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From Stefan Bodewig <bode...@apache.org>
Subject Re: Traditional vs. Gumpy Debug Usability
Date Mon, 15 Mar 2004 16:30:49 GMT
On Mon, 15 Mar 2004, Stefano Mazzocchi <stefano@apache.org> wrote:
> Stefan Bodewig wrote:
> 
>> Right now "traditional" beats Gumpy hands down when it comes to
>> debugging a build problem.
> 
> I'm kinda worried by this comment. Can you elaborate more?

It is related to my comments about getting Gumpy running on my
machine.

The workflow for testing Niclas changes has been

# regenerate workspace (takes about a minute)
cd ~/gump
cvs up -dP
gen.sh

# try whether it works using the freshly created shell scripts
cd /javastuff/gump
# update avalon-excalibur working copy
./update.sh avalon-excalibur
# make sure our scratch area is clean
rm -rf avalon-excalibur/event
cp -r cvs/avalon-excalibur/event avalon-excalibur
# try to build
./build.sh excalibur-event-api jars

this all took less than three minutes.  After Niclas added a build
file, I only had to redo the last steps starting with update.sh, less
than two minutes to complete.

Next:

# try to build
./build.sh excalibur-event-api-impl jars

fails because jar name is wrong.  ten seconds to get the failure and a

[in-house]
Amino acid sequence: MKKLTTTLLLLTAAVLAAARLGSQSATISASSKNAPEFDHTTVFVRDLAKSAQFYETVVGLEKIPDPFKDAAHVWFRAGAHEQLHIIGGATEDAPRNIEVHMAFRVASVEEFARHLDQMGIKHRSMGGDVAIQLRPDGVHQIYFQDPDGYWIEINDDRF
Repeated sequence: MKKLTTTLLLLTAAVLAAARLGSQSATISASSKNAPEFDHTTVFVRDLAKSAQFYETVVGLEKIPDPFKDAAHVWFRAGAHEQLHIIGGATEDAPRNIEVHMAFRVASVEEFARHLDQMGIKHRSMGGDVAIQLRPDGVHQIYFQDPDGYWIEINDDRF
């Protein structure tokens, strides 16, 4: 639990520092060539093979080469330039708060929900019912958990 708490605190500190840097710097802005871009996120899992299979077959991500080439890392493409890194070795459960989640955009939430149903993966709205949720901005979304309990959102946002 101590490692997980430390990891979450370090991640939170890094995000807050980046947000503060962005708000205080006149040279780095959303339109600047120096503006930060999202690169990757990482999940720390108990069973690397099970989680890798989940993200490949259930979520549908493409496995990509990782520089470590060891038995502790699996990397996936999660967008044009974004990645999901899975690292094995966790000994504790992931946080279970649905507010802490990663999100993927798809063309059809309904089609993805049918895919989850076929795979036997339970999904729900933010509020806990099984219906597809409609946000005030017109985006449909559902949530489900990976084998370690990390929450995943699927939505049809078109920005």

a few more to spot the reason (as it was expected, it would have taken
much longer if it had been a different reason).  Change excalibur
descriptor, rerun gen.sh and rerun only the excalibur-impl build.
Three minutes, things worked.

So the whole test/patch/retest cycle took less than ten minutes.

If I had done the same using integrate.py the Forrest documentation
step alone would have taken three times as long.  The one for the very
first build, that is.  It would have synced away the ant module and
rebuild Ant as well as all other things excalibur-event depends upon
during that process as well.  All in all it would have taken a lot
longer.

I'm not complaining.  I know that Adam has been working mostly on
intgrate.py and that all the bits are there to create Python
equivalents of what I need to quickly test a descriptor change - it's
just not there yet.  As long as it isn't - and as long as I cannot
find time to dive in deep enough to lend a hand - "traditional" will
be my tool of choice when I need to debug a single build.

Stefan

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